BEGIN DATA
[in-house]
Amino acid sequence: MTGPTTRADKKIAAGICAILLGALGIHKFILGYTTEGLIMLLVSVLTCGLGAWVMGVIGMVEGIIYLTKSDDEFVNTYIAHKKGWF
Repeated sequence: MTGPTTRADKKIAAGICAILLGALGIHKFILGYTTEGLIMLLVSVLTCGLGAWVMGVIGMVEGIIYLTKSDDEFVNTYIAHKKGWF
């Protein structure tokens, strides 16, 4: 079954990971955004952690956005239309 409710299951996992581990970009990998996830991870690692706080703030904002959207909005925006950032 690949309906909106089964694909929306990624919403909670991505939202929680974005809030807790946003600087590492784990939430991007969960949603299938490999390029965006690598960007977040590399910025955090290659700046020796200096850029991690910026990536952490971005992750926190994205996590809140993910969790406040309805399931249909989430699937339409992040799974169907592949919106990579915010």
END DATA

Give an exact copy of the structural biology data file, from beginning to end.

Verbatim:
[in-house]
Amino acid sequence: MTGPTTRADKKIAAGICAILLGALGIHKFILGYTTEGLIMLLVSVLTCGLGAWVMGVIGMVEGIIYLTKSDDEFVNTYIAHKKGWF
Repeated sequence: MTGPTTRADKKIAAGICAILLGALGIHKFILGYTTEGLIMLLVSVLTCGLGAWVMGVIGMVEGIIYLTKSDDEFVNTYIAHKKGWF
């Protein structure tokens, strides 16, 4: 079954990971955004952690956005239309 409710299951996992581990970009990998996830991870690692706080703030904002959207909005925006950032 690949309906909106089964694909929306990624919403909670991505939202929680974005809030807790946003600087590492784990939430991007969960949603299938490999390029965006690598960007977040590399910025955090290659700046020796200096850029991690910026990536952490971005992750926190994205996590809140993910969790406040309805399931249909989430699937339409992040799974169907592949919106990579915010």